4.4. Effect of Xanthium strumarium Leaf Extract on Metabolome Profile
While Figure 1 depicts control and experimental NMR spectra’s, Figure 2 shows the score plot of PLS-DA modeling for the control and experimental groups. Red triangles indicate the control group, and green crosses are related to the experimental group. The loading plot is also used for outliers’ separation (Figure 3). Figure 3 indicates that the amastigote stage has affected metabolites as variable importance in projection (VIP) using PLS-DA analysis.
1HNMR spectra of control and experimental amastigote’s metabolomes. The X axis represents the chemical shift in PPM; Y axis represents the normalized intensity; the edited region is the removed water peak at 4.7 PPM, and TMS is trimethylsilyl propionate (internal chemical shift standard).
The score plot of PLS-DA amastigotes phases of Leishmania major1HNMR. Red triangles indicate the control group, and green crosses are related to the experimental group. One-color dots show the sample available in a group.
Loading plot of PLS-DA amastigotes phases of Leishmania major
This plot indicates the relative contribution of bins/spectral variables to experimental and control groups’ clustering. Each dot in the figure demonstrates a bin. The loading  axis indicates the bin’s correlation towards the predictive variation shown in Figure 2. The loading  axis represents the magnitude of the spectral bins.
Variable important projection (VIP) is the measurement of the variable importance in the PLS-DA model, and the chemical shifts’ (metabolites) importance based on their variable score is shown in Figure 4.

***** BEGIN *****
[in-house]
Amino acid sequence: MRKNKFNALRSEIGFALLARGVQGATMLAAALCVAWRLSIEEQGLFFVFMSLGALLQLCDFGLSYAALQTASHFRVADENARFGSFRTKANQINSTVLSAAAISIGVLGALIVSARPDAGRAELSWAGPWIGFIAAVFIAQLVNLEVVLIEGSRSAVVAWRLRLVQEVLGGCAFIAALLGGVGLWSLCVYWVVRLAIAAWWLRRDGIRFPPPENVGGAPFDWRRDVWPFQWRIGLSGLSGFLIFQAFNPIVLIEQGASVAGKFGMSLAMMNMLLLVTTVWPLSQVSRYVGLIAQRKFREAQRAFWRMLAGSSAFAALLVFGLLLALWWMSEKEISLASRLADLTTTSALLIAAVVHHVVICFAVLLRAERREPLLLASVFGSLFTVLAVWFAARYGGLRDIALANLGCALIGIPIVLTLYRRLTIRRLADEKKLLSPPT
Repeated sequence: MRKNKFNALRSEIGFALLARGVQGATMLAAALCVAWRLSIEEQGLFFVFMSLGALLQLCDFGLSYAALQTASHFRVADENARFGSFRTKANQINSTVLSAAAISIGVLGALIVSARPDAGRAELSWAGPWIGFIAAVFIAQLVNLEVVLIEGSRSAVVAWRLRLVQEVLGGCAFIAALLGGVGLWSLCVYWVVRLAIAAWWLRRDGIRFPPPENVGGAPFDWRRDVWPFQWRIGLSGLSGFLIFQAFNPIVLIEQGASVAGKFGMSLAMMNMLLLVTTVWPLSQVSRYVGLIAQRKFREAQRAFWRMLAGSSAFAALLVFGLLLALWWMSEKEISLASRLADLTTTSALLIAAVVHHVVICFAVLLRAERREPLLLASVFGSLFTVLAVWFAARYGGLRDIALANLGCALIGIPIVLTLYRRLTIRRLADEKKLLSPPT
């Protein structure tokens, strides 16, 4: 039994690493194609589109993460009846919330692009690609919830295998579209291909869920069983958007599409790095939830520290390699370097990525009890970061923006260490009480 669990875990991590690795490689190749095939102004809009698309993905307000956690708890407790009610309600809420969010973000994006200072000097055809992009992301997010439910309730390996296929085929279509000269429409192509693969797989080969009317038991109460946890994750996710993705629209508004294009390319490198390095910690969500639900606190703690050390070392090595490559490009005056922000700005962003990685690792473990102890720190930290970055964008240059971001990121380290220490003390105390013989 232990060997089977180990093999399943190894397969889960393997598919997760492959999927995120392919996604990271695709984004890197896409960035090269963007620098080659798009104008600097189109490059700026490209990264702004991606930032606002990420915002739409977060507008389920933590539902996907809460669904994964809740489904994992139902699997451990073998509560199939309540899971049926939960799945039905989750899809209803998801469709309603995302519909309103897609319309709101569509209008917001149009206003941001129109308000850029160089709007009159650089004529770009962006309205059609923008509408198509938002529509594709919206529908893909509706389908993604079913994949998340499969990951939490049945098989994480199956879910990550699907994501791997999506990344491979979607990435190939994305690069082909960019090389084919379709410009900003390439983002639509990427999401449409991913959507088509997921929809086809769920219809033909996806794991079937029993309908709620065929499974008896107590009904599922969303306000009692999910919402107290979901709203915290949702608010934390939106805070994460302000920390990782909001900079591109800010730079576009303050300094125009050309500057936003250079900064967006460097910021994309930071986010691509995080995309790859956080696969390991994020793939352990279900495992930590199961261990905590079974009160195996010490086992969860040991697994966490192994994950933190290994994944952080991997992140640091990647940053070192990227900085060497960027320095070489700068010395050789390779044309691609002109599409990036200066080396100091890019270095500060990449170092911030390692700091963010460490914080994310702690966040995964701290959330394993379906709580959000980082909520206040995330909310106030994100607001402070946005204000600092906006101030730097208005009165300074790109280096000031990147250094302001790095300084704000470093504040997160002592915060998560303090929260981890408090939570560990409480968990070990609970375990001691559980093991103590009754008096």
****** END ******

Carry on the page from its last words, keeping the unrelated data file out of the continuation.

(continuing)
VIP variable score is the measurement of the variable importance in the PLS-DA model. The green color represents a decrease, and the red color stands for an increase in variable concentrations.
The outlier metabolites correlating with the NMR spectra’s chemical shifts were identified by using the HMDB and LeishCyc reference databases. Also, generic databases, such as the KEGG pathway’s database and the MetaboAnalyst online pathway analysis, were applied to identify the affected metabolic pathways corresponding to these separated outliers (Table 3).
Metabolome Pathway Analysis Results
|Pathways||Metabolites Altered in Pathway||Total Metabolites in Pathway||Altered Metabolites in Pathway||P-Value|
|Pantothenate and CoA biosynthesis||L-Valine; pantothenic acid; alpha ketoisovaleric Acid||10||3||0.420|
|Pentose and glucuronate interconversions||Glucose 1-phosphate; oxoglutaric acid||6||2||0.423|
|Valine, leucine, and isoleucine biosynthesis||alpha ketoisovaleric acid; L-valine||6||2||0.423|
|Galactose metabolism||Glucose 1-phosphate; uridine diphosphate galactose||7||2||0.510|
|Amino sugar and nucleotide sugar metabolism||Glucose 1-phosphate; D-mannose; D-glucosamine 6-phosphate; N-acetyl-D-glucosamine-6-phosphate; uridine diphosphate galactose||21||5||0.560|
In recent years, different strategies are employed in drug research in tropical diseases, of which the metabolomics-based approach represents a vital niche (25).